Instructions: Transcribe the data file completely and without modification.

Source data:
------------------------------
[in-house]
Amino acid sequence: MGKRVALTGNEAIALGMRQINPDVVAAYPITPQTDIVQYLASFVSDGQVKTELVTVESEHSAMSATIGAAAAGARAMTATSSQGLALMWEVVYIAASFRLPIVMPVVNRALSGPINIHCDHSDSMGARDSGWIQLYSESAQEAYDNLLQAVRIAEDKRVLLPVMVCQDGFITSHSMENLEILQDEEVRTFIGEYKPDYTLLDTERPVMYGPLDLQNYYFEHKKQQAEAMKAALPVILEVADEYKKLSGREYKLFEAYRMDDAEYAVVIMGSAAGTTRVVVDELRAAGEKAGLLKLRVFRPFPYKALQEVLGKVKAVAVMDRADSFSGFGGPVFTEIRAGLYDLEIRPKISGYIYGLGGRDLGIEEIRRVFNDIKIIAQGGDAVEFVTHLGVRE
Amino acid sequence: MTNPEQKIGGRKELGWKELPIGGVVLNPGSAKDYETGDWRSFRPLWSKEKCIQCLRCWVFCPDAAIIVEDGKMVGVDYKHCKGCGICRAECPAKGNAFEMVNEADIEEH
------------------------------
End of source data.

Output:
[in-house]
Amino acid sequence: MGKRVALTGNEAIALGMRQINPDVVAAYPITPQTDIVQYLASFVSDGQVKTELVTVESEHSAMSATIGAAAAGARAMTATSSQGLALMWEVVYIAASFRLPIVMPVVNRALSGPINIHCDHSDSMGARDSGWIQLYSESAQEAYDNLLQAVRIAEDKRVLLPVMVCQDGFITSHSMENLEILQDEEVRTFIGEYKPDYTLLDTERPVMYGPLDLQNYYFEHKKQQAEAMKAALPVILEVADEYKKLSGREYKLFEAYRMDDAEYAVVIMGSAAGTTRVVVDELRAAGEKAGLLKLRVFRPFPYKALQEVLGKVKAVAVMDRADSFSGFGGPVFTEIRAGLYDLEIRPKISGYIYGLGGRDLGIEEIRRVFNDIKIIAQGGDAVEFVTHLGVRE
Amino acid sequence: MTNPEQKIGGRKELGWKELPIGGVVLNPGSAKDYETGDWRSFRPLWSKEKCIQCLRCWVFCPDAAIIVEDGKMVGVDYKHCKGCGICRAECPAKGNAFEMVNEADIEEH